Antiabortion forces say the tougher House language is necessary to ensure no public funds are used to pay for abortions, a ban that is written in law. But Slaughter and others say that language adopted in the House will prevent women from getting abortion coverage even if they are paying premiums largely out of their own pocket.
With the Senate scheduled to conduct a key procedural vote today on its own health care plan, the bishops yesterday sent a letter to senators demanding the insertion of the stronger House provision.
“As pastors and teachers, we believe genuine health care reform must protect human life and dignity, not threaten them. Sadly, the legislative proposal recently unveiled in the Senate does not meet these moral criteria,’’ the bishops’ letter said.
And while the three-page letter also underscored the church’s moral commitment to universal health care, it made the tougher abortion language a litmus test for its support of the entire health care package.
“We believe legislation that violates this moral principle is not true health care reform and must be amended to reflect it. If that fails, the current legislation should be opposed,’’ said the letter. The church leaders’ lobbying is forcing Catholic and non-Catholic members of Congress to tiptoe around issues of personal faith and public policy while trying to avoid the ire of a powerful religious constituency.
Capuano and Representatives Rosa DeLauro of Connecticut and Dennis Kucinich of Ohio - all favor abortion rights - said they drew from their faith a commitment to help the poor and advance peace.
Antiabortion lawmakers said their personal faith is part of their value system as members of Congress, and they welcomed the forceful advocacy by the church.
“I’m glad the bishops are speaking out on this; it’s so important to the nation,’’ said Representative Walter Jones, a North Carolina Republican who converted to Catholicism as an adult. Democratic Senator Ben Nelson of Nebraska and Republican Senator Roger Wicker of Mississippi both said they hadn’t heard from clergy back home. “They don’t have to,’’ Nelson said, since they know how he will vote.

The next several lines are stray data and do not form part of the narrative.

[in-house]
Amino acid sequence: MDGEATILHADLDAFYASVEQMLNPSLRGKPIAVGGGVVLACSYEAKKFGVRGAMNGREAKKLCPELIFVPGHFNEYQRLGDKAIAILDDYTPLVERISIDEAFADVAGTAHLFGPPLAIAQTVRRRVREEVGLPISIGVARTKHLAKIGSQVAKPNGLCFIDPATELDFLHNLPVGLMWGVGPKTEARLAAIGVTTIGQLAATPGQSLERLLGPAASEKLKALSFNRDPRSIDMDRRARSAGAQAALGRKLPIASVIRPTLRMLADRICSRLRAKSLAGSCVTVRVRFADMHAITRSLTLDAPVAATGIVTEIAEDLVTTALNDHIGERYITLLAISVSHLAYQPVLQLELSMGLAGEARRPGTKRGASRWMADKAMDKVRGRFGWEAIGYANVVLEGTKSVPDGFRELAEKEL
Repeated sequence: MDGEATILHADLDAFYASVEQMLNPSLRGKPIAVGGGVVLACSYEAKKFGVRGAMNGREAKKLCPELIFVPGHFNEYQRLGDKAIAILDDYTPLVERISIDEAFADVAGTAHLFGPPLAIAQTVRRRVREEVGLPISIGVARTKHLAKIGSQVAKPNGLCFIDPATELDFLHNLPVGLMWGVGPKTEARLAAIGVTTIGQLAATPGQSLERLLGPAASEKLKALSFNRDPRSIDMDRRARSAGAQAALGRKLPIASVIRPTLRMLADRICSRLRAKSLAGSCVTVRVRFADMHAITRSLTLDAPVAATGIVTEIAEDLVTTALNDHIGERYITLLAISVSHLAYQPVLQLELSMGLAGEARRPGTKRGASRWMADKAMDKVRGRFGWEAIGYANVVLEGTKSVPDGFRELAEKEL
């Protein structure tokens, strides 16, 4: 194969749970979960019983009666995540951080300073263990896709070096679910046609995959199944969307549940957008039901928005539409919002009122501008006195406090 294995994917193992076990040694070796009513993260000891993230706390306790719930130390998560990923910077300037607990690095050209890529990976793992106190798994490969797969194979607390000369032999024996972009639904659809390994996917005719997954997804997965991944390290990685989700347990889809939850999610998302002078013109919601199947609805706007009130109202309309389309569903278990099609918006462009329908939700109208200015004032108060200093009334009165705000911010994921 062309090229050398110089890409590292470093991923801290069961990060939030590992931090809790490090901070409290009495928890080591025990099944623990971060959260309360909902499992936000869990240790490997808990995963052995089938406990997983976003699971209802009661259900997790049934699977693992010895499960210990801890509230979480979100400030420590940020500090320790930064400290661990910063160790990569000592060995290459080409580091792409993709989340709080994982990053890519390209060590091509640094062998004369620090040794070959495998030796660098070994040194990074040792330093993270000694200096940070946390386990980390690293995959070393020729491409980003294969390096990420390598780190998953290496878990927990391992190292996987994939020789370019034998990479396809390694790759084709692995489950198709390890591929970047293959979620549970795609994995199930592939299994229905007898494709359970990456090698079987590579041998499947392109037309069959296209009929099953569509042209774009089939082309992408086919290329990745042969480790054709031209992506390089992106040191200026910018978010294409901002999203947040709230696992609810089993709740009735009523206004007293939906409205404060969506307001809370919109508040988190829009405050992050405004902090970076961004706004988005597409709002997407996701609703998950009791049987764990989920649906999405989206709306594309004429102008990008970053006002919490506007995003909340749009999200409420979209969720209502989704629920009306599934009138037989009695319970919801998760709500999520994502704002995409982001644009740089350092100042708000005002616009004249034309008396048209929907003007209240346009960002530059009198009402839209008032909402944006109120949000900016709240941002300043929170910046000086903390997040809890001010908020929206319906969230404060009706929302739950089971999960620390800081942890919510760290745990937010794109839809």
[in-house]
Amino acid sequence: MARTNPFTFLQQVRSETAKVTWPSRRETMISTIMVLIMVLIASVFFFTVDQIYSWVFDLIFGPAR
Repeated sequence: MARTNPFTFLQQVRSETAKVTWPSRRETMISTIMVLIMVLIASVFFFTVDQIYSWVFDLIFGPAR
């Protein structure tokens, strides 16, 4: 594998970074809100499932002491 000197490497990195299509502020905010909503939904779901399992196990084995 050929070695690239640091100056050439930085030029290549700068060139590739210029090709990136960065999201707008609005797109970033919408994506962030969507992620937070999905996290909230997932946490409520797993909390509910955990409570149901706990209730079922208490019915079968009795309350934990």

The church has long had a unique power on Capitol Hill, eliciting a deference from Catholics and non-Catholics alike that is not afforded to other religion-focused lobbies or to ideological groups like the American Civil Liberties Union or the National Rifle Association. Lobbyists who show up in “fancy suits’’ and wingtip shoes simply do not command the same reaction as lobbyists in clerical collars, Woolsey said. Further, the bishops - like officials in all religions who lobby the Hill - are not required to file the lobbying disclosures other interest groups must complete, noted Barry Lynn, executive director of Americans United for Separation of Church and State.
“There’s just something that doesn’t smell right about this wealthy, powerful entity being able to write the laws that everyone, Catholic and non-Catholic, has to live under,’’ Lynn said.
Lawmakers say they try to seek a balance between their personal faith and obligation to their constituents.
Capuano, explaining his defiance of church leaders with his vote against the Nov. 7 abortion amendment, said: “I treat them with probably more respect, more deference. But they don’t tell me how to vote.’’